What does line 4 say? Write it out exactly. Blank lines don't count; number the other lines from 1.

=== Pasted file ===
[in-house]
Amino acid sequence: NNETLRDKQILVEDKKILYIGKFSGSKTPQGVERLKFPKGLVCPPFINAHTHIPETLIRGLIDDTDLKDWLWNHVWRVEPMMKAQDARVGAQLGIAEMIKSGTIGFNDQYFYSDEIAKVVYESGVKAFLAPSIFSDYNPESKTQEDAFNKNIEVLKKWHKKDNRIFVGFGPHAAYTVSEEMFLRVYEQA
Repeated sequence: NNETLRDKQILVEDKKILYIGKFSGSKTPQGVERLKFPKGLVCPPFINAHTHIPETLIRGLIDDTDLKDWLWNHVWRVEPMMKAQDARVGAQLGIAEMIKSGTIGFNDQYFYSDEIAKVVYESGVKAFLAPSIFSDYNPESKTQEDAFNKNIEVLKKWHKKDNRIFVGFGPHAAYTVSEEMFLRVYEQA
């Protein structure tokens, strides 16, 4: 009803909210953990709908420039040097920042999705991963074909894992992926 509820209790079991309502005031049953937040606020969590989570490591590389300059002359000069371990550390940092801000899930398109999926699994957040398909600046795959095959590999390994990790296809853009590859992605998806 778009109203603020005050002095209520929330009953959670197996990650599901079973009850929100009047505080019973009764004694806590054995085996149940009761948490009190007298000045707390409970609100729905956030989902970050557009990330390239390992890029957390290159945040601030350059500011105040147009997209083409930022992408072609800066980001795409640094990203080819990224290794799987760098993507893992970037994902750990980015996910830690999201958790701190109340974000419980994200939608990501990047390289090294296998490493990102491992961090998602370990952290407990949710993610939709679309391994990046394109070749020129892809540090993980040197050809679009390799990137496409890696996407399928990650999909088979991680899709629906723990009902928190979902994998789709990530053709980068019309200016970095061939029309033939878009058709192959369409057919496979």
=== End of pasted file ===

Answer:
């Protein structure tokens, strides 16, 4: 009803909210953990709908420039040097920042999705991963074909894992992926 509820209790079991309502005031049953937040606020969590989570490591590389300059002359000069371990550390940092801000899930398109999926699994957040398909600046795959095959590999390994990790296809853009590859992605998806 778009109203603020005050002095209520929330009953959670197996990650599901079973009850929100009047505080019973009764004694806590054995085996149940009761948490009190007298000045707390409970609100729905956030989902970050557009990330390239390992890029957390290159945040601030350059500011105040147009997209083409930022992408072609800066980001795409640094990203080819990224290794799987760098993507893992970037994902750990980015996910830690999201958790701190109340974000419980994200939608990501990047390289090294296998490493990102491992961090998602370990952290407990949710993610939709679309391994990046394109070749020129892809540090993980040197050809679009390799990137496409890696996407399928990650999909088979991680899709629906723990009902928190979902994998789709990530053709980068019309200016970095061939029309033939878009058709192959369409057919496979």